One of the most popular of all Victorian ballads, this has words by Graham Clifton Bingham, whose ‘Love, could I only tell thee?’ is included in Thomas Allen’s first Hyperion volume of ballads. The son of a Bristol bookseller, Bingham wrote stories, children’s books and some 1,650 song lyrics. He claimed to have written the lyric of ‘Love’s Old Sweet Song’ at four in the morning, after which various composers vied to set it. The successful candidate was James Lynam Molloy, who graduated from the Catholic University in Dublin, studied also in London, Paris and Bonn, and was called to the English bar. A noted raconteur, he found congenial occupation in rowing and singing, as well as song composition. Published in 1884, the ballad was first sung by Antoinette Sterling, who did exceptionally well from the royalty she received for introducing it. When Arthur Sullivan was accused of using the song’s first two bars for ‘When a merry maiden marries’ in The Gondoliers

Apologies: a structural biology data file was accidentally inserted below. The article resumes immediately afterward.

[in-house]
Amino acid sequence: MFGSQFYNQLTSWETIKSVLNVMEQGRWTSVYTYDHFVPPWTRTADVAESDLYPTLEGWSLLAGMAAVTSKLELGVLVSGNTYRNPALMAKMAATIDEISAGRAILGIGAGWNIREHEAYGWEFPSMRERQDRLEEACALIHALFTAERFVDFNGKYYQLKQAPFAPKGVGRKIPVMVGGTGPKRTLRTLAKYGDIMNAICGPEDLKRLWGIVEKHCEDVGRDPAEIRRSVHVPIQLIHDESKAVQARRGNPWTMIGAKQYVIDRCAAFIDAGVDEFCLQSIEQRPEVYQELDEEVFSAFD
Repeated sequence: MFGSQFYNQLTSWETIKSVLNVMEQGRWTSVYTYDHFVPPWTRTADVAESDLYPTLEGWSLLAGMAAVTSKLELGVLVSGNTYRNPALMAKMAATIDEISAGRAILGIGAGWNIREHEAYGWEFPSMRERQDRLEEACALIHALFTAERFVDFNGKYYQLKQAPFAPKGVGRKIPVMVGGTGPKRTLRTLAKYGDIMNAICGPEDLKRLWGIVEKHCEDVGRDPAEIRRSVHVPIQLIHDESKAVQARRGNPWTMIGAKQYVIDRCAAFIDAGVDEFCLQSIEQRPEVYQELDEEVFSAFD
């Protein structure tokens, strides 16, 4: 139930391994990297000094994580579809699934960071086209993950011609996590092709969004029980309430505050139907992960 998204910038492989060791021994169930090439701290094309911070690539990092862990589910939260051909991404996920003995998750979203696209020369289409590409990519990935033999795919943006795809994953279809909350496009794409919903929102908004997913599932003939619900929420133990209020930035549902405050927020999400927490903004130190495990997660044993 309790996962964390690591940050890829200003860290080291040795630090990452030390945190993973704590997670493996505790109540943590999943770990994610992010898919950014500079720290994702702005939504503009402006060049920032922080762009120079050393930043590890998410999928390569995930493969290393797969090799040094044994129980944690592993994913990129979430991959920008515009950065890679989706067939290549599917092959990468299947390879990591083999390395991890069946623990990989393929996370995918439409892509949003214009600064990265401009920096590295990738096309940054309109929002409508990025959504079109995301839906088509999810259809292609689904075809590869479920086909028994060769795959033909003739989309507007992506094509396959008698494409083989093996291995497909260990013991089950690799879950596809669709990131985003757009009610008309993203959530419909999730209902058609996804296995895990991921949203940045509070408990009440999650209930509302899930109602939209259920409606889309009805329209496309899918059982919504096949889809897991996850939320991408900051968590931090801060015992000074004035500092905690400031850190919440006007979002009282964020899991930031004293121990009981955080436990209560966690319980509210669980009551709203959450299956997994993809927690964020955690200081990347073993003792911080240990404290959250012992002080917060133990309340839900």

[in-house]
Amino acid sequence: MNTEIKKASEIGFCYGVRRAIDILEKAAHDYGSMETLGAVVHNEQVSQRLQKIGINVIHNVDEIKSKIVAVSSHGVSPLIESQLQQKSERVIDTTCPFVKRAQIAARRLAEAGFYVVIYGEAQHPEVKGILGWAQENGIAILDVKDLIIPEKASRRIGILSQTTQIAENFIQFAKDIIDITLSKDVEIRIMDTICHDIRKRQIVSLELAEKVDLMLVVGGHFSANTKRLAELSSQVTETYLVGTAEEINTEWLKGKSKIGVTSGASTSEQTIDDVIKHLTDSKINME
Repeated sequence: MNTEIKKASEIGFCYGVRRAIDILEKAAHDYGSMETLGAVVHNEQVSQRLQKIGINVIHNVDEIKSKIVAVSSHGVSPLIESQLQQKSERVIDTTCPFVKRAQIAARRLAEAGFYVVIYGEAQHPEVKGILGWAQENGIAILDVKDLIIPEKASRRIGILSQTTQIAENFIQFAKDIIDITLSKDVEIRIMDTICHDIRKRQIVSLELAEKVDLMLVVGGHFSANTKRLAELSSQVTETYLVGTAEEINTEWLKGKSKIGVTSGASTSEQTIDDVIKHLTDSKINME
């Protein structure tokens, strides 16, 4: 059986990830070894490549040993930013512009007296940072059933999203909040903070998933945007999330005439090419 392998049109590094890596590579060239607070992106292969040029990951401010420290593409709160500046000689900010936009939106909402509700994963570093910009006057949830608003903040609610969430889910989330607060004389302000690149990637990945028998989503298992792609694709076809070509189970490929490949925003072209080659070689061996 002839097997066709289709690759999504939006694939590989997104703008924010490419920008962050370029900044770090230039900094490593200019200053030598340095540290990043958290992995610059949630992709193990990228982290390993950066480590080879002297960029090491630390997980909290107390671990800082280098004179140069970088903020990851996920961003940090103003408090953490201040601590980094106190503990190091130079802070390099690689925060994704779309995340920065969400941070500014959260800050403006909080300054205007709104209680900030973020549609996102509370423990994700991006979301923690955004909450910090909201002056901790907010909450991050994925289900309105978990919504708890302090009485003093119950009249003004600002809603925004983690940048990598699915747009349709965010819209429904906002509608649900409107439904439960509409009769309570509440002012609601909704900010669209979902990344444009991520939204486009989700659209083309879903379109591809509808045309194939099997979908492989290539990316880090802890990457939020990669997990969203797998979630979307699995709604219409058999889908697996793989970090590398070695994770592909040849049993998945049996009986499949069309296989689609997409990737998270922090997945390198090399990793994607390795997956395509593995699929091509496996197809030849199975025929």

, he denied it with the classic reply, “We had only eight notes between us”.
from notes by Andrew Lamb © 2003